In late January, Dr Siti Hasmah Mohd Ali, the wife of former prime minister Mahathir Mohamad, was questioned by the police for her five-minute speech in September 2017’s Wanita Bantah Politik Toksik (Women Against Toxic Politics) rally.

She was questioned under Section 9 of the Peaceful Assembly Act, which mandates that anyone organising a public assembly must give the police a minimum notice of 10 days.

While she does appear close to the activists who put the rally together, it is not clear whether Dr Siti Hasmah was part of the organising committee. Thus far, the police have not indicated whether any further action will be taken against her.

Dr Siti Hasmah is beloved by most Malaysians for her kind, supportive, and motherly nature, as well as one who never courted controversy nor desired to be in the limelight. The fact that she was subject to police questioning is likely to play poorly with the public.

The United Malays National Organization (Umno) dominated government is bound to be aware of this and probably recognises that any action against her — particularly for what seems to be a non-critical issue — will be counterproductive to its electoral interests.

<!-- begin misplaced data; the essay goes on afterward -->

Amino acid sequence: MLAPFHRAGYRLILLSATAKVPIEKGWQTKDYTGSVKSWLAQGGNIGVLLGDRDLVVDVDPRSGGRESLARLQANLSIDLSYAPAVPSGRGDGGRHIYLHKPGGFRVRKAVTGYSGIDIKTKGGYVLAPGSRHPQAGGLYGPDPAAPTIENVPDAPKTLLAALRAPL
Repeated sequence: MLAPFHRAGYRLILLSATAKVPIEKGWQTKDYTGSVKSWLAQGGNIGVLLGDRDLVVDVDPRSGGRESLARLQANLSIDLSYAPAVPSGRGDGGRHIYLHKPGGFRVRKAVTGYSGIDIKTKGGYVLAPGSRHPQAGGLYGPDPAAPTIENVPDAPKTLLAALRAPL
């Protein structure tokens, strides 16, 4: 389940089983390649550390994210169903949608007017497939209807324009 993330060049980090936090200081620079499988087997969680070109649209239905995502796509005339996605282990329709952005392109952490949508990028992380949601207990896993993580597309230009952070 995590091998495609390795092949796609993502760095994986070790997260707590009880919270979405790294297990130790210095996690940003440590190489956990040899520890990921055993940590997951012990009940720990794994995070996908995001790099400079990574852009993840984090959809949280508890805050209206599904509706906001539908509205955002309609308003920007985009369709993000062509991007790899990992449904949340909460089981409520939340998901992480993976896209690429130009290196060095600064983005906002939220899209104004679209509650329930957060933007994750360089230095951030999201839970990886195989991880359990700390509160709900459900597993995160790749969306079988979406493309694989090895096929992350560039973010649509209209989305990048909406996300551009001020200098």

And UMNO would no doubt expect the police force, which has traditionally been perceived as close to the government, to not only abide by these unsaid boundaries but to enforce them too.

So, why then was Dr Siti Hasmah questioned by the police at all?


One possible explanation could be a fracturing unity amongst top-ranking members of the civil service and other government institutions.

Since 2015, Prime Minister Najib Razak has had to deal with individuals breaking ranks from within Umno after the emergence of the 1MDB scandal.

Despite a rocky start, Mr Najib has succeeded in quelling dissent from within barring the high-profile departures of former Deputy Prime Minister Muhyiddin Yassin and Dr Mahathir from the party.

However, dissatisfaction with his scandal-ridden leadership and handling of the economy remains at a sub-surface level within the government coalition, amongst the senior management of the civil service, and within government-linked companies and institutions.

That government leaders have felt the need to issue public statements chiding civil servants who may be pro-opposition — indicating this to be a growing trend, or else why be vocal at all? — only adds credence to the notion that the ruling Barisan Nasional (BN) worries it can no longer treat the civil service as a loyal and guaranteed vote bank.

In this context, the notion that the police took unilateral action to question Dr Siti Hasmah in order to express their silent rebellion against the leadership at the very top is a credible possibility.

Indeed, the top brass at the police could be leveraging on the fact that because they are perceived as pro-government, it is inevitable that the public would read their unpopularly received actions as being stamped with BN’s approval — to BN’s detriment.